Agronomy and Horticulture Department


Date of this Version

March 1983


Published in JOURNAL OF RANGE MANAGEMENT 36(2). March 1983. Copyright 1983. Used by permission.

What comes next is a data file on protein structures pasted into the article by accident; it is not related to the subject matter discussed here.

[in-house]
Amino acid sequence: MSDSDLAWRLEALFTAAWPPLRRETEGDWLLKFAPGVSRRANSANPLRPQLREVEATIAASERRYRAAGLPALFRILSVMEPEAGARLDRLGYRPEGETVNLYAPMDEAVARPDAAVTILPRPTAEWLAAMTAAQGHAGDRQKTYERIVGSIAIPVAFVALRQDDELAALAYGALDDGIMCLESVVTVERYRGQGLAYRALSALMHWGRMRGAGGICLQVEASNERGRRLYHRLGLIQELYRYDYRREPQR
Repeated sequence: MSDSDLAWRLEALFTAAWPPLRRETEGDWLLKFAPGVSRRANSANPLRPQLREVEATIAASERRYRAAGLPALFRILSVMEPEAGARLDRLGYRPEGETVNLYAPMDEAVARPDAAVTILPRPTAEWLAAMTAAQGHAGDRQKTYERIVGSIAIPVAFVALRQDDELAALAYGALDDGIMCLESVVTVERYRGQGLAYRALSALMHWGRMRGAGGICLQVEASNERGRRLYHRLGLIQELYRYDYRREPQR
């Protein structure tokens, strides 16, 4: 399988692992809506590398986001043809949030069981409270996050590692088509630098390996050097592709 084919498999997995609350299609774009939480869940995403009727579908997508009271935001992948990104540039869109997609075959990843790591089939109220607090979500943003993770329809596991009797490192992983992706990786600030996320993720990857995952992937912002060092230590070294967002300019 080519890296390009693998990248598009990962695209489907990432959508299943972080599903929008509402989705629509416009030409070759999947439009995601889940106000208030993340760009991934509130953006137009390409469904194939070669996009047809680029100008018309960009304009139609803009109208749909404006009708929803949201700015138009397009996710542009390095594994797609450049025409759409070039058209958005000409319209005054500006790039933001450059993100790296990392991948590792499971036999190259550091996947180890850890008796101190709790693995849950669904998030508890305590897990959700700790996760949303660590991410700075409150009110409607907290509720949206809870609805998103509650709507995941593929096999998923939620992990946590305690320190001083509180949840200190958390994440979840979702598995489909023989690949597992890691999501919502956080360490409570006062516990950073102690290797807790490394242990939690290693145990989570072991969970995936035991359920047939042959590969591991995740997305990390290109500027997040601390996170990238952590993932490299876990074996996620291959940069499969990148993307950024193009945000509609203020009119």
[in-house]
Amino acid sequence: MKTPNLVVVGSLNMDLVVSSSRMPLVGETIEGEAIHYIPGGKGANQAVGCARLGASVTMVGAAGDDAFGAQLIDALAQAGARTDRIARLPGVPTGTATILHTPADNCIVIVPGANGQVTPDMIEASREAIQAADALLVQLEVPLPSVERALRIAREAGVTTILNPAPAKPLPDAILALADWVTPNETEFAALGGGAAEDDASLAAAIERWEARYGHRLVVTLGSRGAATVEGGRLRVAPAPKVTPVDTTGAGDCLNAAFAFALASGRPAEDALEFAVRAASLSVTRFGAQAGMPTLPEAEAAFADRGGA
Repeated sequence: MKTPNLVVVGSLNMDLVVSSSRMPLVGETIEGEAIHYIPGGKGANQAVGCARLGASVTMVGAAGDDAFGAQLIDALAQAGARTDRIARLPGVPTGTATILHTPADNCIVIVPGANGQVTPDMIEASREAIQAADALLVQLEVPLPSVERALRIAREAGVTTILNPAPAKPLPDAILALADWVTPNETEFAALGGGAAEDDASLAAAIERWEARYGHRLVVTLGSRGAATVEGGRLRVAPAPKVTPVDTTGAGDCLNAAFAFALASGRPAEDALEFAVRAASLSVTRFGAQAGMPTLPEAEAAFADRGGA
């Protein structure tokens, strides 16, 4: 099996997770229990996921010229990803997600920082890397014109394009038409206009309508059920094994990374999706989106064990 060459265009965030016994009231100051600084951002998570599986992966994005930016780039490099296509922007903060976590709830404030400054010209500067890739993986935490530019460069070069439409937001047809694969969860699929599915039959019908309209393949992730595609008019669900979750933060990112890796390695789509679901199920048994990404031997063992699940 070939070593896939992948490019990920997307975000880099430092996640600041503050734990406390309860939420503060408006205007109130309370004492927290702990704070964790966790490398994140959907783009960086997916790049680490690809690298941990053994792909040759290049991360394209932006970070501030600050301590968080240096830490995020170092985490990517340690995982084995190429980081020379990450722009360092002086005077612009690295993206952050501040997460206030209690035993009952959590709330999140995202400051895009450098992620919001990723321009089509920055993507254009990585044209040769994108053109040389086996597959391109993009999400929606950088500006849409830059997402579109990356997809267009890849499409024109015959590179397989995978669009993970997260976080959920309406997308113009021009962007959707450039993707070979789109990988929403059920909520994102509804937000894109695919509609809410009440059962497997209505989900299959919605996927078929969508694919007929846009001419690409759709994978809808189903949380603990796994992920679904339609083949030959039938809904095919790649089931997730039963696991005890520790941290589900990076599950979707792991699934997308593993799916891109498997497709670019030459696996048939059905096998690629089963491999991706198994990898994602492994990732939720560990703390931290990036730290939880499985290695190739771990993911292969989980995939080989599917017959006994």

Individual sand lovegrass [Eragrostis trichodes (Nutt.) Wood.] plants on a choppy sands range site in Nebraska’s Sandhills were clipped with 7 different harvest regimes for 3 years to determine critical defoliation times. After 3 years unclipped plants had the greatest survival rate and plants harvested only once a year on June 10 or July 10 survived better than those with other harvest regimes. Top and root yields, new tiller counts, and total non-structural carbohydrate (TNC) levels were all reduced severely with multiple harvests within one year. Sand lovegrass plants cannot tolerate close defoliation at anytime of the year although a single June defoliation appeared to be less detrimental than August defoliation. Sand lovegrass is difficult to manage when it makes up a small component of a pasture. Sand lovegrass will probably persist and yield best in a rotational grazing program where it is defoliated only once a year and some leaf area remains at the close of the grazing period. Plants are normally short lived so they should be managed to allow seed production periodically. A grazing management program necessary to maintain small amounts of sand lovegrass in a mixture may not be practical.